I have an interest in group psychology and racial politics that is reflected in several research projects. First, there is my book with James Glaser, which has its own page. In addition, there are a number of articles in various stages of development.
What does it Take to Reduce Racial Prejudice in Individual-Level Candidate Evaluations? A Formal Theoretic Perspective
Arthur Lupia, Logan S. Casey, Kristyn L. Karl, Spencer Piston, Timothy J. Ryan, and Christopher Skovron
Political Science Research and Methods Vol. 3(1): 1-20.
Anti-black prejudice affects how some citizens evaluate black candidates. What does it take to reduce the role of prejudice in these evaluations? Using logical implications of relevant psychological phenomena, this article shows that repeated exposure to counter-stereotypical information is insufficient to reduce evaluative prejudice. Instead, citizens must associate this prejudice with adverse effects for themselves in contexts that induce them to rethink their existing racial beliefs. These findings explain important disagreements in empirical prejudice research, as only some empirical research designs supply the conditions for prejudice reduction predicted here. This study also clarifies why similarly situated citizens react so differently to counter-stereotypical information. In sum, we find that prejudice change is possible, but in a far narrower set of circumstances than many scholars claim.
Prejudice and Politics Re-Examined: The Political Significance of Implicit Racial Bias
Donald R. Kinder and Timothy J. Ryan
As part of a general inquiry into mental mechanisms that operate outside conscious awareness, experimental psychology has recently established the presence and importance of “implicit attitudes.” The purpose of our paper is to assess the significance of implicit attitudes for the study of politics, focusing in particular on prejudice and its consequences. Relying on a national survey of the American electorate that administered an Implicit Association Test, by far the most prominent measure of implicit attitudes in general and implicit prejudice in particular, as well as a standard measure of explicit prejudice, we provide a systematic comparison of prejudice’s political effects: for the candidates Americans choose, the assessments they make of government performance, the policies they favor, and the misinformation they believe. We find that implicit and explicit prejudice provide radically different pictures of racial politics in America.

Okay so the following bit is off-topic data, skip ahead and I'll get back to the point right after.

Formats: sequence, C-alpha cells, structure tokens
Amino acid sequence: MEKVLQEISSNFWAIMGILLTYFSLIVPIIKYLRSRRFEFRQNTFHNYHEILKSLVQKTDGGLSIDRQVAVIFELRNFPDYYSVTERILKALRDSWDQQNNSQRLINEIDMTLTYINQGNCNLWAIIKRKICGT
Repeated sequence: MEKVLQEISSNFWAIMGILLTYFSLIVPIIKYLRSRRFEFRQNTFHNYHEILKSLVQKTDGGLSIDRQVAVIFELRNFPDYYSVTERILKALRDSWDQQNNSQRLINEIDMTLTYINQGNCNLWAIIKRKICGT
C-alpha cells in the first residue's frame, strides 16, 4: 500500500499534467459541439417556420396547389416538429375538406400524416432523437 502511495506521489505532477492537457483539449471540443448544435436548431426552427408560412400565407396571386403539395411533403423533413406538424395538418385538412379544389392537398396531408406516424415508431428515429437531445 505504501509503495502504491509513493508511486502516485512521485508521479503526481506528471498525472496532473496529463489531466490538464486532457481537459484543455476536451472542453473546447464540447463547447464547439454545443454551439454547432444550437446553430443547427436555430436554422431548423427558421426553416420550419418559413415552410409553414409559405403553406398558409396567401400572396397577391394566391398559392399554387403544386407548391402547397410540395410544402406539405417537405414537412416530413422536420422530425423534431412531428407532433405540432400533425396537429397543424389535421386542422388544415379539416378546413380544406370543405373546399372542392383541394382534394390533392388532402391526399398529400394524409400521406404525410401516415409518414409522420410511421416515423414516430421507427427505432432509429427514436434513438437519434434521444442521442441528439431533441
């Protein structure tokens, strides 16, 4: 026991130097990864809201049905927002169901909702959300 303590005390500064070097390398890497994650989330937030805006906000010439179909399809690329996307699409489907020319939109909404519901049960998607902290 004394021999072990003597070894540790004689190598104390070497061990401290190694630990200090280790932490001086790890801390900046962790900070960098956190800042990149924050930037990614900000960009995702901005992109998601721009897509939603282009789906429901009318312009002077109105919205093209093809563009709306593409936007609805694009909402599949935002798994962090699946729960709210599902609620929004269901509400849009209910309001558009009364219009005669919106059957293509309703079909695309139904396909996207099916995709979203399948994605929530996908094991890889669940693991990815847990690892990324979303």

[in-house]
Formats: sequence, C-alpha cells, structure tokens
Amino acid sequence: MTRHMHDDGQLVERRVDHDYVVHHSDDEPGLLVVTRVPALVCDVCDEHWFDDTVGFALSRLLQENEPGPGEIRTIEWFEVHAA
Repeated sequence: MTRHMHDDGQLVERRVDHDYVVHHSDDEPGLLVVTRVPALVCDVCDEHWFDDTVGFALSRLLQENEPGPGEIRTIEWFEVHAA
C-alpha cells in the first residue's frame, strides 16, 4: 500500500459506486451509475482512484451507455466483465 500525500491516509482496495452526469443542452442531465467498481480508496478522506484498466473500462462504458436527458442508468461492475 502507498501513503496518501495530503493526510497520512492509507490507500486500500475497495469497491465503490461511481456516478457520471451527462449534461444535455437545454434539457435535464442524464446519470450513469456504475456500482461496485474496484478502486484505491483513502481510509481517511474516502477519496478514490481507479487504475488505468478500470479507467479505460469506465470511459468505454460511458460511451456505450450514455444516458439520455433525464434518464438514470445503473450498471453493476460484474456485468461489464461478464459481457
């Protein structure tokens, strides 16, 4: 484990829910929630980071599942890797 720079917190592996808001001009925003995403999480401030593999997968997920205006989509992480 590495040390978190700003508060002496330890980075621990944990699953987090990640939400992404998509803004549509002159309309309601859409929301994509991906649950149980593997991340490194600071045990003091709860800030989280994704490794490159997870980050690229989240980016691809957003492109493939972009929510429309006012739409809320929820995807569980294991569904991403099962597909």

When Are Stereotypes about Black Candidates Applied? An Experimental Test
Kristyn L. Karl and Timothy J. Ryan
Past research shows that candidates’ racial identities influence the assumptions that voters draw about how they will behave in office. In a national survey experiment, we find evidence that such stereotypes differ both in their potency and how vulnerable they are to disconfirmation. Black candidates are assumed to be more liberal than white ones, although the effect is notably small. When it comes to more specific stereotypes—how black candidates will behave on individual issues—effects are not only much larger, but also more contingent on what other information is readily available. In particular, we find that by providing a small bit of ideological information, black candidates can surmount the assumption that they will enact liberal policies as concerns taxation and non-racialized aspects of social welfare policy. But it is much more difficult for them to overturn the (racialized) assumption that they will prioritize aid to minorities while in office.
The Elasticity of Aversion to Conflicts in Foreign Interventions
Timothy J. Ryan and Matthew Wells
One of the better established patterns in the study of war is that democracies have difficulty maintaining popular support for foreign interventions in the face of casualties. However, different conflicts give rise to different kinds of casualties. They can come from the intervening home force, from a coalition partner, or from the local population. Matthew Wells and I are examining the extent to which support for intervention depends on who the casualties are. In an experiment, we examine how media reports of conflict casualties affect support for foreign conflict. We assess the idea that American citizens respond different to graphically presented American deaths to graphically presented indigenous deaths.